Mobile learning John Dewey, writing in the early years of the twentieth century, may not have foreseen the proliferation of 21st century ‘mobile devices’ but, in the quotation to the right, he does point out something that remains relevant: that mobile learning involves change, initiative and adaptability. Mobile learning involves change in the sense that the ability to communicate with tutors and peers, as well as access learning resources, changes what is possible in education. It takes initiative for leaders to create a vision to sustain that change and, finally, mobile learning requires adaptability by members of staff to carry out the change. This infoKit is a practical guide to thinking through the issues relating to institutional adoption of mobile learning. It follows a JISC Mobile and Wireless Technologies Review which delves deeper into the theory behind mobile learning and the wider context.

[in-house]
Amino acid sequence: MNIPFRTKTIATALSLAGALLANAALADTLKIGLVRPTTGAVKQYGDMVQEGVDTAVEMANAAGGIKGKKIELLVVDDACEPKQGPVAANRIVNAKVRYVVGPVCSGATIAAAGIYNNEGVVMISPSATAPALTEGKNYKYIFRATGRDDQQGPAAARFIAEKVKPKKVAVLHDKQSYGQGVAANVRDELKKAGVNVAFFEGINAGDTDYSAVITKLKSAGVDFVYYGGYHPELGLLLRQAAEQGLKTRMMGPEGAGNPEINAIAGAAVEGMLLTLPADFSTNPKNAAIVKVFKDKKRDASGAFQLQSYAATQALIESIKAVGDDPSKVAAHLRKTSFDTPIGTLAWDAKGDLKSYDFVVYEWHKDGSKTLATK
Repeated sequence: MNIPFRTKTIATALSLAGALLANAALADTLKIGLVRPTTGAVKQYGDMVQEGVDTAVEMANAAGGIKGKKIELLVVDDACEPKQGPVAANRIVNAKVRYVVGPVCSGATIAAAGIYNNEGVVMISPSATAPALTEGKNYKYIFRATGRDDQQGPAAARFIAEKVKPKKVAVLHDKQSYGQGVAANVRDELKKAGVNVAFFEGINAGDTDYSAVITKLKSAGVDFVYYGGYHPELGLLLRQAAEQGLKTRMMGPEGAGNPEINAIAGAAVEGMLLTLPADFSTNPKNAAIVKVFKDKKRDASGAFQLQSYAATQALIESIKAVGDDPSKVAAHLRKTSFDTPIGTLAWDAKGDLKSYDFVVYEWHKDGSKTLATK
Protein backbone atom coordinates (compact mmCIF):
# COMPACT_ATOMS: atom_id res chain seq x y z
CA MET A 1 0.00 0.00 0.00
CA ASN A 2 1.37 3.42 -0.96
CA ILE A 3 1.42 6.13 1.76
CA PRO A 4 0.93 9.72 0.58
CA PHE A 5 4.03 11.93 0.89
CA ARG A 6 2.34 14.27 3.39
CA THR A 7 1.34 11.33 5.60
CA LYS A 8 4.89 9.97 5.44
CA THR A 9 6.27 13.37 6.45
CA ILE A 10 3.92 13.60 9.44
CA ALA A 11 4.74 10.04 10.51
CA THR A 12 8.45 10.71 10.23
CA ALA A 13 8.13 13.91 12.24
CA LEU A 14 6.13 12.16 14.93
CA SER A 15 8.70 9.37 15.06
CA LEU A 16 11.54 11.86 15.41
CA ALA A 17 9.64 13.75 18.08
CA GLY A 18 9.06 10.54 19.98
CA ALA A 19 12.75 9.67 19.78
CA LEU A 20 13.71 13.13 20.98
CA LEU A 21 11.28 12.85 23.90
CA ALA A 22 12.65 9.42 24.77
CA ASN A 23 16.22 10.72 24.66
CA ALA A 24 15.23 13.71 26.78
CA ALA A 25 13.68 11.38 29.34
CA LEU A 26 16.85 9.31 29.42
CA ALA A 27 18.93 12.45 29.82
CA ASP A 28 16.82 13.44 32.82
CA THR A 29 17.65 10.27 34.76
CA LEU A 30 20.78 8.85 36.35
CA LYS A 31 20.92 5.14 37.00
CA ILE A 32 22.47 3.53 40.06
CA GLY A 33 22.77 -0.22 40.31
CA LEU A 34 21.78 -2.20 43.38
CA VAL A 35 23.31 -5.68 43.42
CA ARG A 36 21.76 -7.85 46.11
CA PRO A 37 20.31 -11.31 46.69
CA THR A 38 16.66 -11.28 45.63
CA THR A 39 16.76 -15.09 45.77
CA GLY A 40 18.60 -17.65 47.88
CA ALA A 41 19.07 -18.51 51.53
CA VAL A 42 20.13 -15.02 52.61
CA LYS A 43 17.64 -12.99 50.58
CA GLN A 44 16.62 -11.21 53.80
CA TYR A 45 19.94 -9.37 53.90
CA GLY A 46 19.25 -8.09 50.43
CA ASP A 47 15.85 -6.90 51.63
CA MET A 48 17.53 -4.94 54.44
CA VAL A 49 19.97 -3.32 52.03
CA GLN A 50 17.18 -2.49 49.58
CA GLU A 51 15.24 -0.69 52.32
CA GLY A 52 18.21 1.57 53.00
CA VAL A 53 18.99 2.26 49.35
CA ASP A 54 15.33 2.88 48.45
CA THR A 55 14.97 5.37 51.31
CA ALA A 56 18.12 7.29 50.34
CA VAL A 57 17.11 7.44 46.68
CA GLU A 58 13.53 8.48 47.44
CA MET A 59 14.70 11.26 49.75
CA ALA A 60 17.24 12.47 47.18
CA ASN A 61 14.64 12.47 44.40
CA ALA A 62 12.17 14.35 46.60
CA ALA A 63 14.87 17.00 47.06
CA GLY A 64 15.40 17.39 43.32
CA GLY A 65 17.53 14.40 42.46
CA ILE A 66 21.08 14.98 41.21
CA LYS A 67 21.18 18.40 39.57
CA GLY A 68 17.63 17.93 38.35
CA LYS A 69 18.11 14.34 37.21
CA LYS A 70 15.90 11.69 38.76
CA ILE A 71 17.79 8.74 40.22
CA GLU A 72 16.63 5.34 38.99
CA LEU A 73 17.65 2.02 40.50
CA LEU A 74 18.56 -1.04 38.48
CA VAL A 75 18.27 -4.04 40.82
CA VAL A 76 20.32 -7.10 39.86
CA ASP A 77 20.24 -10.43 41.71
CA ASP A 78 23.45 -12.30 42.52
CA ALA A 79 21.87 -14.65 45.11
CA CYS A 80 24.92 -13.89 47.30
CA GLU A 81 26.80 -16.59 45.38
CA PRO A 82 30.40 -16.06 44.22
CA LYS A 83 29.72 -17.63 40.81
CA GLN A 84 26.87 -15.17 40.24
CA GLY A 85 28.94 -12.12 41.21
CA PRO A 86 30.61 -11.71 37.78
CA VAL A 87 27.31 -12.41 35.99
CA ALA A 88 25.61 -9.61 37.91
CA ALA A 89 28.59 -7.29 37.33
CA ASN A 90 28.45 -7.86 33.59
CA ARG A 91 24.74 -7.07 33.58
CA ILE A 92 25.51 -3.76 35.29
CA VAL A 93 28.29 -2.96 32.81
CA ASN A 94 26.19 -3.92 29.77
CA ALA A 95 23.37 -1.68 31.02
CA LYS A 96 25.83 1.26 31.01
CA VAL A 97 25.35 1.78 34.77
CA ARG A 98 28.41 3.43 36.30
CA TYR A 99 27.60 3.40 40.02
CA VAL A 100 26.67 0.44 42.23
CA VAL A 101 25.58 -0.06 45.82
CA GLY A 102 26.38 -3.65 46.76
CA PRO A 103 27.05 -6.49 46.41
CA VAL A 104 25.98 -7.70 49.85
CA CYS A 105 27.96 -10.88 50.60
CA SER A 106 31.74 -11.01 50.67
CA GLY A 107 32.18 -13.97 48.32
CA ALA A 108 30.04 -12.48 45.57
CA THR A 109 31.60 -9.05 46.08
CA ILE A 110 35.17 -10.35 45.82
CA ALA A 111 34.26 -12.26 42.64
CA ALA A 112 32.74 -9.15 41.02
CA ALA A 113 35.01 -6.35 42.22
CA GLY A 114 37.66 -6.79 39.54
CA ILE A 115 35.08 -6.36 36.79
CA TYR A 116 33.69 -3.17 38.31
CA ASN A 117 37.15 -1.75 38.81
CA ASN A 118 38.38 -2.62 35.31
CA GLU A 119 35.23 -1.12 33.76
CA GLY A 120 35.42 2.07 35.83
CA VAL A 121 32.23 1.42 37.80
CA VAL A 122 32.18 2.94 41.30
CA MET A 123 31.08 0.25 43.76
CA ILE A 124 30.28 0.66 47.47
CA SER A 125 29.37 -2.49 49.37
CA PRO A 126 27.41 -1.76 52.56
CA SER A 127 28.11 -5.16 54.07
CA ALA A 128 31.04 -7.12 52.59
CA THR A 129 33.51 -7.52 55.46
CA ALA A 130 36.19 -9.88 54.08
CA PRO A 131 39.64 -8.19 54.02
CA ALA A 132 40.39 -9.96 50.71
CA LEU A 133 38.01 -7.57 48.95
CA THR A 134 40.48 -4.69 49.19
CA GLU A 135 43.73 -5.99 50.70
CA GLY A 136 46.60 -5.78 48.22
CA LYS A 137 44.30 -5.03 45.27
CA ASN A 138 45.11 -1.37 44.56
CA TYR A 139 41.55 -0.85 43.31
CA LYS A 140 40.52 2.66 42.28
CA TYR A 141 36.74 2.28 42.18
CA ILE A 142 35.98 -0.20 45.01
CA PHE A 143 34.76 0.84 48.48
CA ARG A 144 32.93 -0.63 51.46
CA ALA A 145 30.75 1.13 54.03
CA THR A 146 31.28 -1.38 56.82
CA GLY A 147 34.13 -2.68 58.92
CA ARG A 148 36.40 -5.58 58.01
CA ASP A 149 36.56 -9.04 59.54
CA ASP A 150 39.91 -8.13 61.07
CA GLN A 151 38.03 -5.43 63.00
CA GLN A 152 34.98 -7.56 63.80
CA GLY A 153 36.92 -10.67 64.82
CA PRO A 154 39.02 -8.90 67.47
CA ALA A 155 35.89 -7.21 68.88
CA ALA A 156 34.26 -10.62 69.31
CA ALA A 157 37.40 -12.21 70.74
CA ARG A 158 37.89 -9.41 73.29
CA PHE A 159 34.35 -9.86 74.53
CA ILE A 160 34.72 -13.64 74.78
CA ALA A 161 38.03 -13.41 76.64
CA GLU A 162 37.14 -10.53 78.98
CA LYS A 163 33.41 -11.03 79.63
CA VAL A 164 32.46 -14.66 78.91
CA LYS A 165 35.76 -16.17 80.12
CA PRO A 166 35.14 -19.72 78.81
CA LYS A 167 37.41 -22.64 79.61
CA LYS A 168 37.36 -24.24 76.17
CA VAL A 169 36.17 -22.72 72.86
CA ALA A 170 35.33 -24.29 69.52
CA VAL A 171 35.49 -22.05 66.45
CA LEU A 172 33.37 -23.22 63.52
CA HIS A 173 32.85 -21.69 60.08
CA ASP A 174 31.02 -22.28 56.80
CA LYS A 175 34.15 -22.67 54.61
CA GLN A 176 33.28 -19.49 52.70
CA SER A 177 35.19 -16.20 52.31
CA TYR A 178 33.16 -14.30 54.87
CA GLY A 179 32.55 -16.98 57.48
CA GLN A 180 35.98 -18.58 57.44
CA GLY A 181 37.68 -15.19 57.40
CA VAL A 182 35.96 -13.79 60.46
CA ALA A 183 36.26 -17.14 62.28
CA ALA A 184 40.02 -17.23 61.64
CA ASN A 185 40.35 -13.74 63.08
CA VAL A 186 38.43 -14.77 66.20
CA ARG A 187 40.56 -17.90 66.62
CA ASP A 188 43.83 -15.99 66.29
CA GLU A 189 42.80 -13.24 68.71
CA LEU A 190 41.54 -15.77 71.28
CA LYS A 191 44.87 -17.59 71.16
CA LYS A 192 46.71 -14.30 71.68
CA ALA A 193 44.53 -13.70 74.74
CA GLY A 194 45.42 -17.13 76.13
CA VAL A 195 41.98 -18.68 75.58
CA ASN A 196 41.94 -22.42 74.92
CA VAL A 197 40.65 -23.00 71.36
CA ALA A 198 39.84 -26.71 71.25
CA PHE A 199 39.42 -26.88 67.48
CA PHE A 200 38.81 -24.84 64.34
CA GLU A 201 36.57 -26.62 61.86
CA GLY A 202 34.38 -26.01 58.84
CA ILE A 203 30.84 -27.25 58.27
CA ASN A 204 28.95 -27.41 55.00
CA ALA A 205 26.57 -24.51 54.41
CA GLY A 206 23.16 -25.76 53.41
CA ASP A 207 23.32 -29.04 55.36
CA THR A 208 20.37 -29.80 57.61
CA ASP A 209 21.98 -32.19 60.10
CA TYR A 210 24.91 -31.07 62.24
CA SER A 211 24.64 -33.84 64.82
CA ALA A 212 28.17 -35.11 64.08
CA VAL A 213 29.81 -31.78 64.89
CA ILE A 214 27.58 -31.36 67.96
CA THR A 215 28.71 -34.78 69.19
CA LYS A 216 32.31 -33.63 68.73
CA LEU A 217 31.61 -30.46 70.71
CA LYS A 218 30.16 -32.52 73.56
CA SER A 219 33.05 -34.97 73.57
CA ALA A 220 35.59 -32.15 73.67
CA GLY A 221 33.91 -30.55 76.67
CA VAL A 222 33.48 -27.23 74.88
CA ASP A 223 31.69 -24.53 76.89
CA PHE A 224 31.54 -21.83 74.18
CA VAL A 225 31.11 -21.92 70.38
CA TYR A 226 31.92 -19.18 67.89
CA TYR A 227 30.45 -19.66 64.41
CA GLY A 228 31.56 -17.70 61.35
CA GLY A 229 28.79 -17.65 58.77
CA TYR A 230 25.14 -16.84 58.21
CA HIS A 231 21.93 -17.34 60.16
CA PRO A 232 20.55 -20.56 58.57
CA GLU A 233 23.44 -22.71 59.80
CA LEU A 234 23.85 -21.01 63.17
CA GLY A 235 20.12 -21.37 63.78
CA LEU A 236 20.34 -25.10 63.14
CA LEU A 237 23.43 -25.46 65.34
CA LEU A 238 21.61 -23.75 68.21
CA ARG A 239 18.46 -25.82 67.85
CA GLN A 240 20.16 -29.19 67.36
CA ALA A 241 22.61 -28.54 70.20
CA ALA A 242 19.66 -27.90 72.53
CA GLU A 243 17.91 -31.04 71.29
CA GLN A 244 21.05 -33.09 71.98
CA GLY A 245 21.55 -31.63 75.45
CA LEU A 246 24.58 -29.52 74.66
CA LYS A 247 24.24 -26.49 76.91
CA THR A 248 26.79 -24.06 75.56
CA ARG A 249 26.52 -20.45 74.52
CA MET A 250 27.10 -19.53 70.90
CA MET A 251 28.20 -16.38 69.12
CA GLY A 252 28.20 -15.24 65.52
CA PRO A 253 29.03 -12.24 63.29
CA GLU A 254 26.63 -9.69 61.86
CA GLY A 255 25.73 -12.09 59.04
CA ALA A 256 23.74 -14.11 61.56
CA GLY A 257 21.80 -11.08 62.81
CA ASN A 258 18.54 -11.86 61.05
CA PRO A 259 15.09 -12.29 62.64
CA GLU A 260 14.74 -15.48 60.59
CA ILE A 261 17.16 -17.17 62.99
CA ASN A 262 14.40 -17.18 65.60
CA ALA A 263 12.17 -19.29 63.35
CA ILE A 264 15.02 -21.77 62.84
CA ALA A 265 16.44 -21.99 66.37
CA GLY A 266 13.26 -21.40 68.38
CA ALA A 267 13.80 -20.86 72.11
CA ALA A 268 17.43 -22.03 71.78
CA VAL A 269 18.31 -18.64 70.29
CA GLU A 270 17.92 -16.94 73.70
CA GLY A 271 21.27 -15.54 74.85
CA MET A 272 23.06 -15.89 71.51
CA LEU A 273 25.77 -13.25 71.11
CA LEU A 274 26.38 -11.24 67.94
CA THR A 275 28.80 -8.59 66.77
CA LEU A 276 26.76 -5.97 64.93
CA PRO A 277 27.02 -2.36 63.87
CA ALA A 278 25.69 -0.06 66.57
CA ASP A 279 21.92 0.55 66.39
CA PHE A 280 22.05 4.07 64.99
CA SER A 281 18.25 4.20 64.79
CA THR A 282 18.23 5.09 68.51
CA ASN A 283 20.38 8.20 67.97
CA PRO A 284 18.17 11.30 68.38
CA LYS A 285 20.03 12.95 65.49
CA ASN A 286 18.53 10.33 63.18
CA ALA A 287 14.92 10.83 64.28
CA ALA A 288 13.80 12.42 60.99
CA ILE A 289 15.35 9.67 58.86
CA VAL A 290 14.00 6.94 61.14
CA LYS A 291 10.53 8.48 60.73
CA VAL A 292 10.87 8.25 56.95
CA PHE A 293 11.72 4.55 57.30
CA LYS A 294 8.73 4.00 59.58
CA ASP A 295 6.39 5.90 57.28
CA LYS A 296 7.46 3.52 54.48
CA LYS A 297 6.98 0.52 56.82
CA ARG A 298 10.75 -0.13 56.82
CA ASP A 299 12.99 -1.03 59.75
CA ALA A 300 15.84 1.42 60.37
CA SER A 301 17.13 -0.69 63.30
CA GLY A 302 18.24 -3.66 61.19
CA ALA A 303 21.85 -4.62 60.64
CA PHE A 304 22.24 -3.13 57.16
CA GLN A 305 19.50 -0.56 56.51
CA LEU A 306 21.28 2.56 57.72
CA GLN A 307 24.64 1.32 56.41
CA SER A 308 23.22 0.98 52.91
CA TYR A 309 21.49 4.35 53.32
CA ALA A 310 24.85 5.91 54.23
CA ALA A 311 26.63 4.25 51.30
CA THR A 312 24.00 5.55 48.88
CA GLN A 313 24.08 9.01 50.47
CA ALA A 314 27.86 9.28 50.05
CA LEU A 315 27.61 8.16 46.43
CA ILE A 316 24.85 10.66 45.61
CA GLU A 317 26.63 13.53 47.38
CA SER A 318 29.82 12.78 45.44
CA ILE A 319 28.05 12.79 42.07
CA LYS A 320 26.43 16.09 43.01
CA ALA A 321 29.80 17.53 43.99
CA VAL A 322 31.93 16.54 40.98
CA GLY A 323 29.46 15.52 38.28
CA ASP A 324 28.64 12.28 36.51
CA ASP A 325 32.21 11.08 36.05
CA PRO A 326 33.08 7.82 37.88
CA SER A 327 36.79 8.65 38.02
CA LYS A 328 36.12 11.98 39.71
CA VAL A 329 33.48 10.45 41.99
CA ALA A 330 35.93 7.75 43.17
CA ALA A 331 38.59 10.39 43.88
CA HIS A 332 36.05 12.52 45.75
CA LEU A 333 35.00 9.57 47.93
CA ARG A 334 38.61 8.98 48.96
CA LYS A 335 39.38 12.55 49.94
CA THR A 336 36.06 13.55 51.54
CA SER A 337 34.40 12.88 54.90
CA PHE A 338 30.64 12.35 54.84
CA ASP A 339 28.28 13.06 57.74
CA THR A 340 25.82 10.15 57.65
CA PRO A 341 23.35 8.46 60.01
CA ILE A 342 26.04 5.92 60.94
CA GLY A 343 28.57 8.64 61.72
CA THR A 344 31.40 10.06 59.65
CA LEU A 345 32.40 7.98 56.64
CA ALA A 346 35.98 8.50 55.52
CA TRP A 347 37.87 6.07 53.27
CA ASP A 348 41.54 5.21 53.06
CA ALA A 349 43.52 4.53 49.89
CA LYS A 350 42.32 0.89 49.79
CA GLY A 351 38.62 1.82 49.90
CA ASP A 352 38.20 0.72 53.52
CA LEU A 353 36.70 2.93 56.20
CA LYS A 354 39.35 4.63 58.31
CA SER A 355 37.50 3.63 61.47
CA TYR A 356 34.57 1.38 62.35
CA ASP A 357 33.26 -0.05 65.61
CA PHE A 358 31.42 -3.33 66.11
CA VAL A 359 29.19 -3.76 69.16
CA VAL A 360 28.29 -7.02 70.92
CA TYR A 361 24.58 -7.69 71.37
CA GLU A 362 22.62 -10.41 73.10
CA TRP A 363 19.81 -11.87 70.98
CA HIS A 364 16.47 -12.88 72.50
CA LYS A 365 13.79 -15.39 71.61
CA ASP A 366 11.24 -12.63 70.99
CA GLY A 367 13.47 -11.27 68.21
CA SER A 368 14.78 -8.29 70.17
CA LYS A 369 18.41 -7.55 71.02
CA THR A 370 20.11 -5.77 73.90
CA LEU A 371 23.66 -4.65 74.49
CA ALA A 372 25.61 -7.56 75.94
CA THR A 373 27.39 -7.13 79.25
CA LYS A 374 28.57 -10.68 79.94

NASA: Earth Observatory Temperature 20°C to 25°C, must remain warm and frost-free Precipitation Bridge to Learning - Educational Research We have been writing a lot about ideas on how mobile devices, and particularly phones might be used to support learning. But most of this work has been from a somewhat theoretical angle. Now Jenny Hughes has written a great guest blog on the practical work she has been doing on the use of mobiles in schools. “I’ve been working with (primary and secondary teachers) on e-learning in the classroom – particularly the use of web 2.0 applications – as the roll out and dissemination of the TACCLE project . Part of this has been looking at the use of mobile phones as learning tools in schools. The Epic BYOD Toolchest (51 Tools You Can Use Now) You've got every device under the sun in front of you. Now what apps are you going to use? Here are the apps or app categories that I recommend you test for your school.

Related:  Mobile Learning